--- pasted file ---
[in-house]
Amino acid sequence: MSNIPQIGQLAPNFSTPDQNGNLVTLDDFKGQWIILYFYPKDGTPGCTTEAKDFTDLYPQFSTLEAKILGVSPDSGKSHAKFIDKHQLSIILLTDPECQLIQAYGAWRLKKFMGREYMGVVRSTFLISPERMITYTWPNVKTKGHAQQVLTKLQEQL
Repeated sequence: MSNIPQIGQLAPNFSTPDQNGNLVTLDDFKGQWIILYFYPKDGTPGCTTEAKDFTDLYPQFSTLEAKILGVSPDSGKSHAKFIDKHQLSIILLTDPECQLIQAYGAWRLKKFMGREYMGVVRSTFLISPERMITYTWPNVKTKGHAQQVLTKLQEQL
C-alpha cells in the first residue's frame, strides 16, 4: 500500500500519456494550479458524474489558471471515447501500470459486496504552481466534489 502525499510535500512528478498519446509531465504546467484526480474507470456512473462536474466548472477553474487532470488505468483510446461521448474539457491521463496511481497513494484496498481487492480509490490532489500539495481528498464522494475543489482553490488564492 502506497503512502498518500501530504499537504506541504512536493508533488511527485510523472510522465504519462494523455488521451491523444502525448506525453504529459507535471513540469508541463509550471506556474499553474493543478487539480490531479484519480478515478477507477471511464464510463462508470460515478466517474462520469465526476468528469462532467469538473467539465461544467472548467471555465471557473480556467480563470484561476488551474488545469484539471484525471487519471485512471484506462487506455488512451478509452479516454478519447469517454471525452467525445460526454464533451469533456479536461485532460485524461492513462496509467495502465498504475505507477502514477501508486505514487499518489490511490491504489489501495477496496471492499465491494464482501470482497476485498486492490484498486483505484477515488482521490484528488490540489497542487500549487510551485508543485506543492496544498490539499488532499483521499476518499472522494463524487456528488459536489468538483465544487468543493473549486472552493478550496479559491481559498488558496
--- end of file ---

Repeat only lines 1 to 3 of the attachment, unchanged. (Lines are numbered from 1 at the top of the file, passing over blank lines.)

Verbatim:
[in-house]
Amino acid sequence: MSNIPQIGQLAPNFSTPDQNGNLVTLDDFKGQWIILYFYPKDGTPGCTTEAKDFTDLYPQFSTLEAKILGVSPDSGKSHAKFIDKHQLSIILLTDPECQLIQAYGAWRLKKFMGREYMGVVRSTFLISPERMITYTWPNVKTKGHAQQVLTKLQEQL
Repeated sequence: MSNIPQIGQLAPNFSTPDQNGNLVTLDDFKGQWIILYFYPKDGTPGCTTEAKDFTDLYPQFSTLEAKILGVSPDSGKSHAKFIDKHQLSIILLTDPECQLIQAYGAWRLKKFMGREYMGVVRSTFLISPERMITYTWPNVKTKGHAQQVLTKLQEQL